Monday, August 6, 2018

When Even CNN Admits It

6/18/18 CNN:
Cillizza: Prior to Donald Trump taking over as President, what was the policy toward undocumented immigrants entering the country with small children?
Meissner: Before the Trump administration's zero-tolerance policy, families arriving at the border without authorization to enter but claiming a credible fear if returned home were permitted to enter to apply for asylum. Whether or not they were detained while applying for asylum depended on a series of court rulings and legislation, in addition to the availability of detention bed space.
A 1997 court settlement agreed to by the US government in a case called Flores v. Reno, which remains in effect today, requires the government to release children from immigration detention without unnecessary delay to, in order of preference, parents, other adult relatives or licensed programs willing to accept custody. If children cannot be released, Flores requires the government to hold them in the "least restrictive" setting available. The 2008 Trafficking Victims Protection Reauthorization Act, signed by President George W. Bush, codified parts of the settlement into federal law.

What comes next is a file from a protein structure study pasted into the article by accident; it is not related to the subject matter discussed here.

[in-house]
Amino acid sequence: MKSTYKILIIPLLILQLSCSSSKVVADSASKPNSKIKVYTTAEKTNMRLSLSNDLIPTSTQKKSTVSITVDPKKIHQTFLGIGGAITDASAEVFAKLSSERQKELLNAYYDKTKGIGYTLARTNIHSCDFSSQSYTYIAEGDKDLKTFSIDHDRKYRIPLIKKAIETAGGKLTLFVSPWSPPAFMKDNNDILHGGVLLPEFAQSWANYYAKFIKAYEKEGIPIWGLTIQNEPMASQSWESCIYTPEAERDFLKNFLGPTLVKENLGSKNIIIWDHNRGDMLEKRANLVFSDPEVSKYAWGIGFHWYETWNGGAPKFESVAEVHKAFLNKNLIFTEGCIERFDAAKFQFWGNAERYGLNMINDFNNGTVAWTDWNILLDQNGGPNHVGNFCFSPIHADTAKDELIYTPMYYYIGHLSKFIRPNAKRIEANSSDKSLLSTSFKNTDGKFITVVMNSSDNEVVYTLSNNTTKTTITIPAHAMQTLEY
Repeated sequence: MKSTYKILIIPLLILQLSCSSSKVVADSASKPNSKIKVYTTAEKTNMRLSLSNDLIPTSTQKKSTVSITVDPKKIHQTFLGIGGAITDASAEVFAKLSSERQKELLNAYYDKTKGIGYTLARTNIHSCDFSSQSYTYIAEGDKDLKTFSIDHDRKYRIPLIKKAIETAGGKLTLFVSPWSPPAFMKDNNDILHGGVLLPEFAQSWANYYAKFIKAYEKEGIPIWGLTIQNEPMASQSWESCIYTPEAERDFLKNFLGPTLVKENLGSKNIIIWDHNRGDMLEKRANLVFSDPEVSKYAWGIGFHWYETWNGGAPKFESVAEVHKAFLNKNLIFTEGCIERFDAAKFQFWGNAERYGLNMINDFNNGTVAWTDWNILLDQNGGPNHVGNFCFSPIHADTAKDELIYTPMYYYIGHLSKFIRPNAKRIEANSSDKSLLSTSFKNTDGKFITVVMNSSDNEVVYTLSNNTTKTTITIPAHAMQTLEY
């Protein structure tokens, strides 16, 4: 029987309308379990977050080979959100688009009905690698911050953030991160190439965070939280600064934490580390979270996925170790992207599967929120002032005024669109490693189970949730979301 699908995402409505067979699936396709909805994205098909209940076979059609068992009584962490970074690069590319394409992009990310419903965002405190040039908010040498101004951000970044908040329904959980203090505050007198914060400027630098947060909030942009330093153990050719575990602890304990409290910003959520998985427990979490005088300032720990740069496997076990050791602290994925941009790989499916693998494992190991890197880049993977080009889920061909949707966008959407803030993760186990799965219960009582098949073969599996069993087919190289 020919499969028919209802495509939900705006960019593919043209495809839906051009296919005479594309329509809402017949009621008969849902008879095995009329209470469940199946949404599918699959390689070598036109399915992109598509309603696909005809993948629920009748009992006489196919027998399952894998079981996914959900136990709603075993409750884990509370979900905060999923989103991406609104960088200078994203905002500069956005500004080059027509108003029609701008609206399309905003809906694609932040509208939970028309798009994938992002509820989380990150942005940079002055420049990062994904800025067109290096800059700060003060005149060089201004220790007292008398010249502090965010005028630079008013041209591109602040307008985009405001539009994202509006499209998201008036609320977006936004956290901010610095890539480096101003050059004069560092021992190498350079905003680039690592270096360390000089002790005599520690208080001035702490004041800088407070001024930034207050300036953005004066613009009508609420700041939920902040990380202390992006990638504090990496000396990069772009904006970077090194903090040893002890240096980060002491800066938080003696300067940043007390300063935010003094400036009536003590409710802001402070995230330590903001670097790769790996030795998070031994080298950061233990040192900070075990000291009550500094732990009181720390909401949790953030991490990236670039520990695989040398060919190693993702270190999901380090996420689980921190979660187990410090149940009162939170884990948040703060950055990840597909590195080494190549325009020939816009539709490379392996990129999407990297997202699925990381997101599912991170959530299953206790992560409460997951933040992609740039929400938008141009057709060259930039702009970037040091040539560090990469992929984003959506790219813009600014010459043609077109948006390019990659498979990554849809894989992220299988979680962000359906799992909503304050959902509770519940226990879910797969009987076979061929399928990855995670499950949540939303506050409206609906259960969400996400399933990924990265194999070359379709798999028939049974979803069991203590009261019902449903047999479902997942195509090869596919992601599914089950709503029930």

In 2015, a federal judge in California ruled that the Flores requirements apply not only to unaccompanied minors but also to children apprehended with their parents, meaning that all minors must be released from detention if possible. The judge also ordered the Department of Homeland Security to release parents detained along with their children. An appeals court in 2016 affirmed that Flores applied to all children but reversed the ruling that parents should be released as well.
Amid a surge in family flows, there were not enough detention beds available to hold families even for the 20 days allowed under the court settlement, causing many to be released. The family detention system currently has capacity to hold just 2,700 people at a time -- resulting in the "catch and release" that President Trump railed against in his election campaign and since.
So separating the kids was not a Trump-created policy.  To the left, it was fine when a Democratic Administration did it.

    No comments: